BLACK CITY SOVEREIGNTY AND THE MILLION MAN MARCH: UNLEASHING OUR TRUE POWER

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The 20th Anniversary of the Million Man March is certainly a milestone politically and symbolically. And perhaps, its anniversary is even more important than the first. We have many events to look back on to paint a picture of our power or lack thereof. From Katrina to the recent murders of African-Americans at the historic Emanuel African Methodist Episcopal Church in South Carolina, Minister Louis Farrakhan has for decades been the national voice of not only Black Muslims, but for the downtrodden masses of Black America. In turn, we have given him our support for his services and commitment to Black folks. As he pens his words for this Anniversary speech, I would like to add some important lines that should find their way in his speech.

The cry from the masses of Black folks to this government within its territories is that “Black Lives Matter,” but the question is how to make this so. The answer is to completely control and manage Black cities – that is cities with a majority Black population and make them our power base. This is a road not taken and it should be our primary focus. By our voting power, we must completely control and manage the political seats within our cities such as, the mayoral and city council seats. When we do this, we can do the one thing that we have not been able to do which is to create laws that will protect us. This is the only way to make “Black Lives Matter”.

Our leaders in the past have had us focus on federal and state issues; however, time and time again the federal and state courts have come back with judgments unfavorable to us and there has not been a single new law that has protected us.

This is not the case with city laws. New York City human right laws are among the most stringent protections of civil rights in the United States. Yet, no one seems to know about them. Quietly, the LGBT communities have one new amendment protecting their rights as citizens of a minority group in the United States. The laws passed by city governments particularly human right laws have enormous power that do two major things: 1) give a right for the case to be heard in federal and state courts and 2) affirm that the federal and state laws as the floor in which no right can fall and the city laws as the ceiling that all rights can rise too.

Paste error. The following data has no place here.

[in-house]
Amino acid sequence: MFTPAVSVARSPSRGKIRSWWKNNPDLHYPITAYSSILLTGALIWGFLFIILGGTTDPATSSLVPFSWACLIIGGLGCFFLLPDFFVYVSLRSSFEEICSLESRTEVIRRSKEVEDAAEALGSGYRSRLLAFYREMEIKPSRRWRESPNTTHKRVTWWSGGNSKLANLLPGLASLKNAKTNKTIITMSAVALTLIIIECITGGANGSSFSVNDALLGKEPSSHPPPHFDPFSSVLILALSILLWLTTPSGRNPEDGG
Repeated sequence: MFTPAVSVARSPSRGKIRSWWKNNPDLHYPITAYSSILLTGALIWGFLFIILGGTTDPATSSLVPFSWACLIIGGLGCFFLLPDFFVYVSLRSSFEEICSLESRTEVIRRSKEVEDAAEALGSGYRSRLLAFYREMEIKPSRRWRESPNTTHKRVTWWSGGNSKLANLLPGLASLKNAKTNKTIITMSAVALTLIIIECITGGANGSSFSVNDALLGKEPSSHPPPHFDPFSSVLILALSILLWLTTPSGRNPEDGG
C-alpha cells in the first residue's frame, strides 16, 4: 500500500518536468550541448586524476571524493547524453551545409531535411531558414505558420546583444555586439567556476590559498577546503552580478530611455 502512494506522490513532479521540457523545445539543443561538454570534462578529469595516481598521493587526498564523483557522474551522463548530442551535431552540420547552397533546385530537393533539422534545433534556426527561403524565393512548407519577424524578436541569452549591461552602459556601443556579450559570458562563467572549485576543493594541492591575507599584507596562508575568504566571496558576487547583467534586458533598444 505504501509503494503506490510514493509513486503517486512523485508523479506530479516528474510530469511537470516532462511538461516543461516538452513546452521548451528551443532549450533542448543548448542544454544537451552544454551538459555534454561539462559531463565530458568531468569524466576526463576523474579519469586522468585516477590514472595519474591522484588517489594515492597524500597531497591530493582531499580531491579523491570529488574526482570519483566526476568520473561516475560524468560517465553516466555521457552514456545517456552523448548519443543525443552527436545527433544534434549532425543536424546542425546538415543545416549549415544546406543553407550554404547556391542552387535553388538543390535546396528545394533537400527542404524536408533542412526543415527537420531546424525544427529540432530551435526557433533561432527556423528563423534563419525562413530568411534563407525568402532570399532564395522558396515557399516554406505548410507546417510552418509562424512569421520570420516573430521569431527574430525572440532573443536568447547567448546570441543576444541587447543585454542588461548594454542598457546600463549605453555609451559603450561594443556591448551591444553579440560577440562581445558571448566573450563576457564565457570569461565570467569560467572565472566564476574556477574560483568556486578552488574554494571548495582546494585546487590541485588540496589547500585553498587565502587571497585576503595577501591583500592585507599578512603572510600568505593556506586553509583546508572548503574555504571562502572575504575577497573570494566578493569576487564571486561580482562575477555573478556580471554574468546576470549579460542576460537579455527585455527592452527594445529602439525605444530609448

Taking over Black cities is also in many ways a form of de facto reparations. When we take over a city, we take over the educational system, the courts, the sanitation, fire, and police departments, the real estate, the hospitals, etc., within our communities. As long as the people governing the city act within the law and are not discriminatory, we can landmark city property, and create legislation that gives the citizens of the city a higher quality of life in addition to protecting Black life, liberty, and the pursuit of happiness.

One can cite the problems of Detroit as an example of a failing Black city. This analysis is short-sighted when one understands that we live in a global market economy where a city like Detroit has the power to partner with Chinese, Japanese, Korean, Philippine, Indian and African companies and entrepreneurs. The city planners of Detroit underestimate the infrastructure that they have in their hands. They only need to look outside the United States for partners that will create new industries and jobs.

Minister Louis Farrakhan can make history by challenging us to go back to our cities and take them over one by one as he encourages those who do not live in a Black city to move to one. He can challenge the Black youth to plan to take city jobs and run for city office.

This plan is called city sovereignty – Sovereignty, Power and Reparations can only be gained by Black folks moving past idealism to a realistic plan. We already live in these cities, now we have to understand our power and create a city sovereignty agenda. When we take one Black city at a time, we will exercise and unleash our true power.

Reginald A. Mabry (Brother Reggie) is a community activist and expert in Nile Valley culture. Bro. Reggie holds a B.S. in Computer Science at the City College of New York and an honorary doctorate in Kemetic Arts from the Institute of Life Sciences. For over three decades, Bro. Reggie has worked closely with Dr. John Henrik Clarke, Dr. Ben, Dr. Leonard Jeffries, and Professor James Small. Bro. Reggie has also been featured on numerous occasions on Sa Neter TV and can be reached at reggie.mabry@gmail.com.

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